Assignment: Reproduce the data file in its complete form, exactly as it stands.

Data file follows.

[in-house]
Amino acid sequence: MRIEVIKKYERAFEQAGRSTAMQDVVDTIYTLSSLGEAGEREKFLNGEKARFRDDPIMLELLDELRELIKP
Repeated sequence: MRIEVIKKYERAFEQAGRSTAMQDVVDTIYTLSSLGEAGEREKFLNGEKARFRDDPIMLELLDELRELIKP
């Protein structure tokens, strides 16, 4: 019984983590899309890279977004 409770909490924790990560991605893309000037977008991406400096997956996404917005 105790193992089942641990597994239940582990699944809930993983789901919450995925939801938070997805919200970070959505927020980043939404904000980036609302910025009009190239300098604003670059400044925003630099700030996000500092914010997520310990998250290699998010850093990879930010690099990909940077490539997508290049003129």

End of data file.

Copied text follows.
[in-house]
Amino acid sequence: MRIEVIKKYERAFEQAGRSTAMQDVVDTIYTLSSLGEAGEREKFLNGEKARFRDDPIMLELLDELRELIKP
Repeated sequence: MRIEVIKKYERAFEQAGRSTAMQDVVDTIYTLSSLGEAGEREKFLNGEKARFRDDPIMLELLDELRELIKP
């Protein structure tokens, strides 16, 4: 019984983590899309890279977004 409770909490924790990560991605893309000037977008991406400096997956996404917005 105790193992089942641990597994239940582990699944809930993983789901919450995925939801938070997805919200970070959505927020980043939404904000980036609302910025009009190239300098604003670059400044925003630099700030996000500092914010997520310990998250290699998010850093990879930010690099990909940077490539997508290049003129």